That is a fair enough observation.  However it is also a partial one because if Scots do vote for independence, it would not just be Scotland which would face a ‘test’.  Scotland sits in the very centre of a transatlantic region whose states and inter-state institutions preach the language of democracy and who consistently remind the international community of how highly they esteem ‘democratic values’.  The authenticity of those claims will be put to the test if Scotland votes ‘Yes’ in September.

If Scotland gains its independence, it will have done so through one of the most peaceable democratic processes in modern times.  It begs the question:  to what extent will Scotland’s liberal democratic neighbours and erstwhile allies honour this process and the citizens’ votes which facilitated it?

This question is highly relevant when we contemplate the factors which would be relevant to Scotland’s full accession into institutions such as the EU.  The Scottish Government has made clear its wish for a smooth, responsible and amiable post-Yes transition; it has stated also its aspiration that an independent Scotland would contribute meaningfully to those institutions.  It can do no more than this.  If Scots vote for independence in September, the enablers of those aspirations will be Scotland’s liberal democratic EU neighbours.  We would hope that the principles that those neighbours espouse so readily would evidence themselves in guidance and support for Scotland, at the end of its model democratic journey.


There is no irrefutable ‘truth’ to be reached in the debate over Scotland’s future if it votes for independence.  Those searching for it – those who demand ‘clarity’ with such strident insistence – should perhaps be more realistic in their expectations and focus instead upon more attainable understandings.  In applying this logic to our considerations of what might happen between Scotland and the EU in the event of a ‘Yes’ vote next year, we should acknowledge that whilst there is no certainty of outcome, it is possible to highlight four observable truisms.

Firstly, the current Scottish Government has made it perfectly clear that a newly independent Scotland will want to remain within the EU.  Alongside this stated willingness to continue to be a part of the European project, there is no doubt whatsoever that in terms of its democratic strength and its economic competencies, Scotland meets all of the ‘membership requirements’.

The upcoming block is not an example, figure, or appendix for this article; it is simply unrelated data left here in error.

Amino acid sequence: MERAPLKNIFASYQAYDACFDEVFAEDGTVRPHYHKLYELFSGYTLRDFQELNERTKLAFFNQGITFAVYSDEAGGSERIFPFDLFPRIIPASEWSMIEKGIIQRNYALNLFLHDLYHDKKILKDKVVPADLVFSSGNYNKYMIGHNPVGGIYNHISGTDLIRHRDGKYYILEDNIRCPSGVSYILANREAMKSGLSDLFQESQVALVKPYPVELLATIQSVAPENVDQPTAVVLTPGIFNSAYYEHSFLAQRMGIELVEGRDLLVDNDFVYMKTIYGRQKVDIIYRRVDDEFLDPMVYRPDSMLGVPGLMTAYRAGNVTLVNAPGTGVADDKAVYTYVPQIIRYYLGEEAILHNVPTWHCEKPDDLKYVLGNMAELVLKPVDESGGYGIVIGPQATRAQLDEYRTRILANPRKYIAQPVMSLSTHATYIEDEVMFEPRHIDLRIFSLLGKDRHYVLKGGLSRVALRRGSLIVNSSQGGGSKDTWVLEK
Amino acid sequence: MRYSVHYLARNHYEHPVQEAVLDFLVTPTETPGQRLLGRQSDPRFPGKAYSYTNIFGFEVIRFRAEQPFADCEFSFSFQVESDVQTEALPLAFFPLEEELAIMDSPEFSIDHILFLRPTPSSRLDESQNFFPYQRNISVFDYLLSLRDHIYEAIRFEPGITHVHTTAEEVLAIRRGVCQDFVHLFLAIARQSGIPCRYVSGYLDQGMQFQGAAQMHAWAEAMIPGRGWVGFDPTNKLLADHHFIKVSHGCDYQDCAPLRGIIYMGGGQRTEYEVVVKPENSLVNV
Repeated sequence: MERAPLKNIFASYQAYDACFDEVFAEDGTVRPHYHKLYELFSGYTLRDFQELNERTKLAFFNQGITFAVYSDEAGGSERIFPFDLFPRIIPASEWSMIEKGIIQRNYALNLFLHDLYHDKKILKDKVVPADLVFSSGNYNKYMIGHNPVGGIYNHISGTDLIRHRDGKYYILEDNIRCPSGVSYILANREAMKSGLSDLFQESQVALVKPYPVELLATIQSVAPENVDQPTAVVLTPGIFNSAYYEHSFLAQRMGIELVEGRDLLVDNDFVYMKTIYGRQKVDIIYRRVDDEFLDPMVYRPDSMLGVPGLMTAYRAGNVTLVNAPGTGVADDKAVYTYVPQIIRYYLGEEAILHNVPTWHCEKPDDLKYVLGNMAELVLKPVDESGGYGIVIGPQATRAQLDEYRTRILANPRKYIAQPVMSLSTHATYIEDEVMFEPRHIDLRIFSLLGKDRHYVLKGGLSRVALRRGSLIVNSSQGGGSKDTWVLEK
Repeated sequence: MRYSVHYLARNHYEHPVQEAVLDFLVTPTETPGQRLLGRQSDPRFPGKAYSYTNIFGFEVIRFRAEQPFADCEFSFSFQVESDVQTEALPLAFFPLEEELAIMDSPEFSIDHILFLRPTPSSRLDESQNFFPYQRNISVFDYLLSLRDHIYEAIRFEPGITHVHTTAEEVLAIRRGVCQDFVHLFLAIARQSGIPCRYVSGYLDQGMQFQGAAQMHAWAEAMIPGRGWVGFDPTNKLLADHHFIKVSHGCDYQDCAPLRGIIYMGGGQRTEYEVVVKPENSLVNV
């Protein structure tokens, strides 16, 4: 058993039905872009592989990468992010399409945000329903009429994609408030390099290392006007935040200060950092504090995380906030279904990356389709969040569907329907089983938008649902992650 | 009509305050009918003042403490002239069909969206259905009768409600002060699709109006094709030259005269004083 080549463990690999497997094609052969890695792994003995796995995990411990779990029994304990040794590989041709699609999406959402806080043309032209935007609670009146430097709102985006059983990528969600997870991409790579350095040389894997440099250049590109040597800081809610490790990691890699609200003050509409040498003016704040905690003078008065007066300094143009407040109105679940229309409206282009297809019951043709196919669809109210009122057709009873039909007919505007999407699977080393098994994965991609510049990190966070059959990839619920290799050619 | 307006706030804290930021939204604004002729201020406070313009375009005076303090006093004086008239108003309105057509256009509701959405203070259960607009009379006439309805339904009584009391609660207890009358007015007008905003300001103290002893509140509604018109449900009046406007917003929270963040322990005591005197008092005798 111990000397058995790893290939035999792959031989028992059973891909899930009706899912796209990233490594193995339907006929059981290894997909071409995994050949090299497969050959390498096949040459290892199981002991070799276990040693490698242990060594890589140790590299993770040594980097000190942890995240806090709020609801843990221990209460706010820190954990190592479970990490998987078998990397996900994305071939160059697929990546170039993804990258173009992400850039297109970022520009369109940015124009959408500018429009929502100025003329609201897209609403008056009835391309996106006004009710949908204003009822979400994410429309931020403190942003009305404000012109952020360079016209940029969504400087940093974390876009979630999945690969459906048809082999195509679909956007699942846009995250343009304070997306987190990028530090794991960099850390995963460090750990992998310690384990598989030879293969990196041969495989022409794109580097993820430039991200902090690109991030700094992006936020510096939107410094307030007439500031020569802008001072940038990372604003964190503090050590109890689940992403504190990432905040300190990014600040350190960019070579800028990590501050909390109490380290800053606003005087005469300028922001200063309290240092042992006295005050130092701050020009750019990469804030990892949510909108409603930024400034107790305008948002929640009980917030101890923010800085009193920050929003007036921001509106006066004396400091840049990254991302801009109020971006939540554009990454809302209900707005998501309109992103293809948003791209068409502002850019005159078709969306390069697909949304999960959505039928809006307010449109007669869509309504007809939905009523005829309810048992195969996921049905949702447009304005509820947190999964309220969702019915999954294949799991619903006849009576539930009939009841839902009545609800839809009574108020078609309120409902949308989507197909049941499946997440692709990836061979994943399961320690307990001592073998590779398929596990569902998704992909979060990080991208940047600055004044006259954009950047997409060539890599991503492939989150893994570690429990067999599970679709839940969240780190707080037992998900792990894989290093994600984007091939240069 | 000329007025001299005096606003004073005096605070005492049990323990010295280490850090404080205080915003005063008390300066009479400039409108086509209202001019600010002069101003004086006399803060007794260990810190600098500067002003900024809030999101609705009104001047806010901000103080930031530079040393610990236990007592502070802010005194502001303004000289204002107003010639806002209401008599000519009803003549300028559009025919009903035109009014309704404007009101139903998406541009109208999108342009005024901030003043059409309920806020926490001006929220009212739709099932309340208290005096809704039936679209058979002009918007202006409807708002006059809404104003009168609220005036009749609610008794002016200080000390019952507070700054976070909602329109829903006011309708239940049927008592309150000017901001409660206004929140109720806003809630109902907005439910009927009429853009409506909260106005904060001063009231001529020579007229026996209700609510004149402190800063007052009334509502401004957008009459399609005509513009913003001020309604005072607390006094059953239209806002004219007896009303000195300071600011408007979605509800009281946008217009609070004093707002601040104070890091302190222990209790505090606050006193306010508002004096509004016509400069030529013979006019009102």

Secondly, it is erroneous to depict the EU as an organisation whose default position will be to look coldly upon Scotland in the event that it votes for independence.  In fact, if we take precedent as a guide, we can assert with confidence that the fundamental instinct of the EU would be to respond affirmatively to Scottish aspirations to remain within the EU.

Thirdly, we know that the EU defines itself as a champion of democracy and of legislatively-protected human rights.  It thus seems highly improbable that Brussels would reject a newly independent Scotland at the end of what would surely be amongst the most pristine constitutional transition processes of the modern age.  The EU’s self-defined status as a banner-carrier for democratic values would lie – very publicly – in tatters if this is how it were to treat a state which had negotiated the often-perilous waters of major constitutional change in such a peaceable and measured way.

Fourthly – and most importantly – is that cordiality between London and Edinburgh (and strong support for a speedy Scottish EU transition on the part of the former) will maximise the chances of a seamless Scottish transition to full EU membership.

This final point acknowledges the great importance of seeing responsibility, intelligence and affability prevail between Edinburgh and London in the event of a ‘Yes’ vote.  For all the challenges that both sides would undoubtedly face at such a point, managing to achieve this should not be one of them.

 Dr John MacDonald is Director of the Scottish Global Forum

[i] Scotland’s Future.  Your Guide to an Independent Scotland.  The Scottish Government, 2013.
[ii] Severin Carell and Ashifa Kassam, ‘Scottish independence: Spain blocks Alex Salmond’s hopes for EU transition’.  The Guardian, 27th November 2013 at:
[iii] Ibid.
[iv] ‘Spanish Foreign Minister confirms that Spain would accept Scottish independence’.  Newsnet Scotland, 26th February 2012 at:
[v] Vaubel is a Professor of Economics at the University of Mannheim and he also sits on the Advisory Council to the German Federal Ministry of Economics and Technology.  For a relevant excerpt from this interview, see the News Catalonia website at:
[vi] ‘Lawyer backs EU Successor Argument’.  MSN News, 20th January 2013 at:
[vii] See ‘How the EU Works’ on the EU website at:
[viii] For the text of Avery’s testimony to the House of Commons Select Foreign Affairs Committee, see the Westminster Parliament’s website, ‘HC 643; The foreign policy implications of and for an independent Scotland’. 24th September 2012, at:
[ix] ‘Scottish independence: EU “could not ask Scots to leave”’.  BBC News Scotland, 31st October 2012 at:
[x] Neil Buckley, ‘EU scolds Russia for Ukraine interference’., 29th November 2013, at:
[xi] EU ‘refines its thinking’ on its Ukraine-Russia relations., 28th November at:
[xii] See the World Bank’s ‘country overview’ of Ukraine at:
[xiii] ‘”A Timeless Canon of Values”: German President Makes Plea for More Europe’.  Spiegel Online, 22nd February 2013 at:
[xiv] Bernd Riegert, ‘Who is where on the path to EU membership?’  Deutsche Welle, 17th April 2013 at:
[xv] Avery testimony to the House of Commons Select Foreign Affairs Committee, 24th September 2012 (see endnote 7).